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State Rep. Clyde wants Husted to direct elections boards to count 1,000 ballots
A new mail handling process means the ballots had no postmarks, but were delivered to elections boards
by WKSU's M.L. SCHULTZE


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M.L. Schultze
 
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State Rep. Kathleen Clyde is asking Ohio Secretary of State Jon Husted to override a technical problem so about a thousand ballots in the general election in Summit and Portage counties can be counted. 

Tomorrow is the deadline for the official count of ballots cast in Ohio’s Nov. 3 election. At this point, 900 absentee ballots in Summit County and another 99 in Portage are not expected to be included. That’s because they went through a new process at a postal center that allowed the ballots to be forwarded to the Board of Elections without a postmark. Ohio requires postmarks on mail-in ballots 

In a letter to Husted, Clyde – a Kent Democrat – asks Husted to direct  boards of election to count the votes. Clyde has said she’s concerned about moves by Republican lawmakers that make it more difficult for people to vote and their votes to be counted.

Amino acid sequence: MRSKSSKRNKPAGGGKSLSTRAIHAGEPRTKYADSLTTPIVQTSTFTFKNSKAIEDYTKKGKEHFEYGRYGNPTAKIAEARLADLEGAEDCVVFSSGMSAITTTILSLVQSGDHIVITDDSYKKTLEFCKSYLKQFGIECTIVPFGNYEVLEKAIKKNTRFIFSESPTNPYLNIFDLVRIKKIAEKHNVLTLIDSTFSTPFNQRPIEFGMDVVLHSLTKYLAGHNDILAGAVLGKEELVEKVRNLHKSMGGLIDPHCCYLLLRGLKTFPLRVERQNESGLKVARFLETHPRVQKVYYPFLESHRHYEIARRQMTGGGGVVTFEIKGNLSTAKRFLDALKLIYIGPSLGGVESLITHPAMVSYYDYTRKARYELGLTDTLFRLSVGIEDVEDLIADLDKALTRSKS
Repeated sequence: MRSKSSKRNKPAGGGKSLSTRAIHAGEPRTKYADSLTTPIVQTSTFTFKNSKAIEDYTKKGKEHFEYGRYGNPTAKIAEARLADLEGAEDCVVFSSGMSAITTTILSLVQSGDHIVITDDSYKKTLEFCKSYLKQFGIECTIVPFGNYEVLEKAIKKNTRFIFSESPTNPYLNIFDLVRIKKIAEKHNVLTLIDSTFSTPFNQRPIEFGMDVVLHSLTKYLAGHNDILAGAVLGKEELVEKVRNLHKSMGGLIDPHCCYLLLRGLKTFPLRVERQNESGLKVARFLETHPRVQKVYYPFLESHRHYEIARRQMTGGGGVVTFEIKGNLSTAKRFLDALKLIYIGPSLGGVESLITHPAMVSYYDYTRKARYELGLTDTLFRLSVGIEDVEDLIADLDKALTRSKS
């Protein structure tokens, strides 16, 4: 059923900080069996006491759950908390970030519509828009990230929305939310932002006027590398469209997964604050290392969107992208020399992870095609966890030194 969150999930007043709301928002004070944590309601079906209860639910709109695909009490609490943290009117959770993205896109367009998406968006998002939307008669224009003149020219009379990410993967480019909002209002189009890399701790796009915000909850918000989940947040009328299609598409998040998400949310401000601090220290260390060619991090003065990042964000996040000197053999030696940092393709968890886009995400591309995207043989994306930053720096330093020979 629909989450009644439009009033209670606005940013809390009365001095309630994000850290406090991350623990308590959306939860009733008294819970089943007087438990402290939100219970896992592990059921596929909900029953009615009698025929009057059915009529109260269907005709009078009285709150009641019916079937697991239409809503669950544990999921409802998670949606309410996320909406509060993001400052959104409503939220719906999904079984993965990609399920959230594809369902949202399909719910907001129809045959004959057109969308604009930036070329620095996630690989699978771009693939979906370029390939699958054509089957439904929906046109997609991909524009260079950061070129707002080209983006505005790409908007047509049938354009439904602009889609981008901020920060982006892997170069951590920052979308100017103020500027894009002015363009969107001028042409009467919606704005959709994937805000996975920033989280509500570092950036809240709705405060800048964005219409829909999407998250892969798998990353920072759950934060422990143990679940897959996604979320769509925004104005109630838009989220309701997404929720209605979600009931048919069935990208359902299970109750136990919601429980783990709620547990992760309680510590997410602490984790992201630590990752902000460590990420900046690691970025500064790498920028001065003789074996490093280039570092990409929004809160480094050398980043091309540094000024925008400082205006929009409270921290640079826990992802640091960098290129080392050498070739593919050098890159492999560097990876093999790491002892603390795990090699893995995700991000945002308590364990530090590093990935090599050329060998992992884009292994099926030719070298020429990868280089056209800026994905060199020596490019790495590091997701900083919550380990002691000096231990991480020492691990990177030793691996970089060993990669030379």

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Here's the text of Clyde's letter:

November 23, 2015

Secretary of State Jon Husted
180 E. Broad Street, 16th floor
Columbus, Ohio 43215

Dear Secretary Husted, 

I write to urge action to fix a major problem. Before tomorrow's deadline for the official vote count in the November 3rd election, counties need to be instructed to include ballots in the count that were rejected over minor errors, especially those that arrived at the Board of Elections without a postmark applied by the Post Office.  

Just as you have instructed boards to seal envelopes for voters who fail to do so, you can also instruct boards to do the right thing and count ballots that arrive from the Post Office without a postmark. A directive from your office will solve this problem for the whole state. Summit County's nearly 900 rejections and Portage County’s 99 rejections for this reason show that we must not wait. A solution is needed now. 

 Voting is not easy in Ohio if a minor technicality or the failure of a third party to act results in a ballot being thrown out. Over 103,000 ballots have been rejected in general elections since 2011. The 2015 rejections will cause that number to climb even higher. Seventy elections have been decided by 1 vote in recent years. The dignity of each voter and the integrity of our election outcomes are at stake.  

Thank you for attention to this matter.  

Respectfully, 

Kathleen Clyde

State Representative 

“You know I’m focused on making Ohio elections better, fairer and more accessible. And we need to increase our voter turnout, and I hope that our secretary of state will join in those efforts.”

Clyde says counting these votes would be the equivalent of an earlier directive from Husted to elections boards to seal absentee ballot envelopes when voters forgot to.

 

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